While it’s certainly not in the upper echelons of sports titles, International Cricket 2010 does deliver a more consistent experience out in the middle than its Ashes-branded predecessor, and its action cam does a good job of drawing you into the game – even if it does introduce a few new problems of its own. It has to be said that while the AI is indeed smarter than last year – proactively adjusting its scoring rates with the bat or bowling lines with the ball – this is a game at its best when played against a few mates on the couch, with beer and sledges flowing in equal measures. With some more refining tweaks and the acquisition of a few more licenses, next year’s game could certainly knock off Shane Warne Cricket ’99 and become the greatest cricket game of all time. As it stands this is a game that’s merely good, with the potential to be great. Kind of like the current Australian team.
International Cricket 2010 may be lacking in the visual department, although, like Ashes Cricket 2009, this is once again an admirable effort to translate the sport to a game, but if you have Codemasters’ 2009 cricket game, this year’s upgrade is one that is only really worth making if you’re a truly passionate fan.
Codemasters force the polar opposites of cricket and video games closer together than ever.
International Cricket 2010 is a brilliant game of cricket and if you enjoyed Ashes Cricket 2009 than you should certainly get this game. Plenty of new features and the addition of “Action cam” provides one of the most authentic and realistic cricket experience on the consoles, making this game a must buy for all the cricket fans out there.
Codemasters step to the crease once again, forcing the polar opposites of cricket and video games closer together than ever.
Despite the imbalance at IC2010's core, Trickstar's efforts at replicating cricket in all it's pernickety glory are to be applauded. Politely, of course.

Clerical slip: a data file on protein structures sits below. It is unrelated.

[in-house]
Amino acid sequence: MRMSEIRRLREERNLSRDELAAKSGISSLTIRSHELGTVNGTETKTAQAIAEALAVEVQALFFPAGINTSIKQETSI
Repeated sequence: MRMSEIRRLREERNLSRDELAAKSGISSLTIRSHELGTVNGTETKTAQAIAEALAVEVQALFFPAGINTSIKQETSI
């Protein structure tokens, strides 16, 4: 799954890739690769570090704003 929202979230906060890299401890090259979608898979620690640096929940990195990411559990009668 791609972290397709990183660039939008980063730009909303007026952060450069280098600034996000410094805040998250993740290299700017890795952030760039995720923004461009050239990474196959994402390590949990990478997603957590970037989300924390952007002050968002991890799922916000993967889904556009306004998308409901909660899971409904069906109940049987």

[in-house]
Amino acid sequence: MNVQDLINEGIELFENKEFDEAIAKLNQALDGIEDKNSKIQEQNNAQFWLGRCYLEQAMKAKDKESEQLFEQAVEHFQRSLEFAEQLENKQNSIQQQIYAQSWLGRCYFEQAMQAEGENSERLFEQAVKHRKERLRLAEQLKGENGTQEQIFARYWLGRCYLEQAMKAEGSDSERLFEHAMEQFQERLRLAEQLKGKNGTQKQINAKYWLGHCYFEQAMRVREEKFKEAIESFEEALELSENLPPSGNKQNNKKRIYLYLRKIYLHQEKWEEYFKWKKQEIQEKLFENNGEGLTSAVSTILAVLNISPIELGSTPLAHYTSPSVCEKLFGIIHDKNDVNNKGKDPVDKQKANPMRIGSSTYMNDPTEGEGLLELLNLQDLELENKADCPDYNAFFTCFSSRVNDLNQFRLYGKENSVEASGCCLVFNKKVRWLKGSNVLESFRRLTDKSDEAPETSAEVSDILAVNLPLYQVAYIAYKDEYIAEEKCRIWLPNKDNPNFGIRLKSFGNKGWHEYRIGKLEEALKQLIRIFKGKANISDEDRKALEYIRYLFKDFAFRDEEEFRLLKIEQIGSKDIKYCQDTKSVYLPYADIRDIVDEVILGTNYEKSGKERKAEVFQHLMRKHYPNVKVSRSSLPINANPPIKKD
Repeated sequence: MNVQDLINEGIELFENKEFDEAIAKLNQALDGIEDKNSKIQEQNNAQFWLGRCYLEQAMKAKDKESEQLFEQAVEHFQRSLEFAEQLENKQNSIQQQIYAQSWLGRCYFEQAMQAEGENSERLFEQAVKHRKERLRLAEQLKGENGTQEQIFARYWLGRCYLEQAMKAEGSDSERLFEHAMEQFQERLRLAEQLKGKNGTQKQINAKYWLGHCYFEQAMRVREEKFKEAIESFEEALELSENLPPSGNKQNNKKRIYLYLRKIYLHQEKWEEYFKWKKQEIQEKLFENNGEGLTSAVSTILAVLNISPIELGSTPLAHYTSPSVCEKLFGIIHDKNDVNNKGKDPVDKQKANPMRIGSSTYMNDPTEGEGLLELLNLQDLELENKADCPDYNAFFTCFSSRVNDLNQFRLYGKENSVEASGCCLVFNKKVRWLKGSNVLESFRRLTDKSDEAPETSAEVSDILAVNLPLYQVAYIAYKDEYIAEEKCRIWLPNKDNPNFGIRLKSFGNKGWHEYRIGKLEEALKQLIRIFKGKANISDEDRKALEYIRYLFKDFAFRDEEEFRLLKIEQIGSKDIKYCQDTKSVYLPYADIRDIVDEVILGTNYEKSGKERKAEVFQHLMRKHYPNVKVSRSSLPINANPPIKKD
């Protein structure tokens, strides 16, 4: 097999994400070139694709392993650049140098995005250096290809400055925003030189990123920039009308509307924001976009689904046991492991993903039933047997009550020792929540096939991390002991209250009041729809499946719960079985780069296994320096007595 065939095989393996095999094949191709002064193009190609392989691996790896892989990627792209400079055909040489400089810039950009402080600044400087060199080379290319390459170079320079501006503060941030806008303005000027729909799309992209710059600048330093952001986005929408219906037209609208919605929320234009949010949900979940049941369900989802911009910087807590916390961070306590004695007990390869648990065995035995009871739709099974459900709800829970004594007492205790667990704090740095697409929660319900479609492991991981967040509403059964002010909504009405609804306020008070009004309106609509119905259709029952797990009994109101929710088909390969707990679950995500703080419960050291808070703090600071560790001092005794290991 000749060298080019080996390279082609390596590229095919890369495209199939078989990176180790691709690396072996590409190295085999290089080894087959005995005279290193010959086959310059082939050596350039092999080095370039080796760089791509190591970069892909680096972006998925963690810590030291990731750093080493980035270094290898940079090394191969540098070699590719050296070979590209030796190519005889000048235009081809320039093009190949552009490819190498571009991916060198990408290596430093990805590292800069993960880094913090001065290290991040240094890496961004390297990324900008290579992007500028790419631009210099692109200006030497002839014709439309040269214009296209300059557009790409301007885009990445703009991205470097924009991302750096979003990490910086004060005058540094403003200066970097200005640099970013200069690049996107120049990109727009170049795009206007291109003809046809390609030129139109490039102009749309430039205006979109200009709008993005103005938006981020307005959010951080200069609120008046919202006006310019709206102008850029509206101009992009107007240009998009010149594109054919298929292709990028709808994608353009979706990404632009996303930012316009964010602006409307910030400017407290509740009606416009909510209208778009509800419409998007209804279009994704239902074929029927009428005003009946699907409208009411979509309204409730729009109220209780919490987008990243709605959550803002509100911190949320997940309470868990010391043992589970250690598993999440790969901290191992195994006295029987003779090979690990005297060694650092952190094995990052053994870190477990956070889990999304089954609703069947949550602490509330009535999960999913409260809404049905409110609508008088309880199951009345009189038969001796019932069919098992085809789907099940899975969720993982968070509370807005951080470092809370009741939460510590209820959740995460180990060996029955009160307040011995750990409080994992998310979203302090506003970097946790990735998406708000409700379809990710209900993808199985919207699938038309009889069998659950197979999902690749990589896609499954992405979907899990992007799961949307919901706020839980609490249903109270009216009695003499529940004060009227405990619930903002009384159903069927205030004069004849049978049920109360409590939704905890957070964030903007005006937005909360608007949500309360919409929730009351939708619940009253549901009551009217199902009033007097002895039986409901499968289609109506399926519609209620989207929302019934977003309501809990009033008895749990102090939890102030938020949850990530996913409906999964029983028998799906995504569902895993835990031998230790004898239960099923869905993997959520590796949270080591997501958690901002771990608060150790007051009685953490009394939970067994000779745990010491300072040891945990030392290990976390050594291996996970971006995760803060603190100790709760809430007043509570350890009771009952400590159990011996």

What things boil down to is that this is not a game designed to convert non-fans to the way of the willow. It’s primarily for those that simply can’t get enough of the bat and ball action, and to a lesser extent those who like easy (albeit rather time consuming) achievements. For those concerned about the additional cost in comparison to last year’s game, it has to be said that the new view does make it vastly more playable and thus enjoyable. However, if you’ve already picked up last year’s game, it might be worth holding off on this one for the inevitable out-of-season price drop.
Not really a great leap forward from last year, with certain elements taking a regrettable step backwards. Still, there is plenty of fun to be had here for cricket fans and the game mechanics are easy to pick up and play even for clueless amateurs. Nothing new or original, and although you can have a few hours of fun, it really doesn't do enough to excel itself forward over last year's title.
As the game plays out in something approximating real time, completing even a Twenty Overs game can take several hours. This does mean that if you can overlook the game's foibles--which are major but not game breaking--you're likely to get many hours of something approaching enjoyment from the game as long as you shut the commentary off. However, the game's poor graphics, subpar sound, and frequent bugs will put anyone but the keenest of cricket fans off.